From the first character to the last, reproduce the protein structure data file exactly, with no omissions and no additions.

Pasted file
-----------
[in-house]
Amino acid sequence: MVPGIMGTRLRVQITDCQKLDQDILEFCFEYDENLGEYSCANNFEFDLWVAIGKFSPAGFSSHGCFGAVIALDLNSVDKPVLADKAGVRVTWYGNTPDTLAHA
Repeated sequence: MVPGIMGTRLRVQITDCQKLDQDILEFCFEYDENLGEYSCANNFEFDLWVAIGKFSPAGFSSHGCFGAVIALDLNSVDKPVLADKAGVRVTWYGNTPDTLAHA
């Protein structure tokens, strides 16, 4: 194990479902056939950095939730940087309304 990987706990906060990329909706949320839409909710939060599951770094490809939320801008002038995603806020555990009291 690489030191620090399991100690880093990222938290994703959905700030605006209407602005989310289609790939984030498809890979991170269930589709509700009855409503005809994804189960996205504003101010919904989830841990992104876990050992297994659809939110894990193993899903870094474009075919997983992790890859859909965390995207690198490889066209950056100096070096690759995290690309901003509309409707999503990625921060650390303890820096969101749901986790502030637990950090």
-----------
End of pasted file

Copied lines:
[in-house]
Amino acid sequence: MVPGIMGTRLRVQITDCQKLDQDILEFCFEYDENLGEYSCANNFEFDLWVAIGKFSPAGFSSHGCFGAVIALDLNSVDKPVLADKAGVRVTWYGNTPDTLAHA
Repeated sequence: MVPGIMGTRLRVQITDCQKLDQDILEFCFEYDENLGEYSCANNFEFDLWVAIGKFSPAGFSSHGCFGAVIALDLNSVDKPVLADKAGVRVTWYGNTPDTLAHA
């Protein structure tokens, strides 16, 4: 194990479902056939950095939730940087309304 990987706990906060990329909706949320839409909710939060599951770094490809939320801008002038995603806020555990009291 690489030191620090399991100690880093990222938290994703959905700030605006209407602005989310289609790939984030498809890979991170269930589709509700009855409503005809994804189960996205504003101010919904989830841990992104876990050992297994659809939110894990193993899903870094474009075919997983992790890859859909965390995207690198490889066209950056100096070096690759995290690309901003509309409707999503990625921060650390303890820096969101749901986790502030637990950090």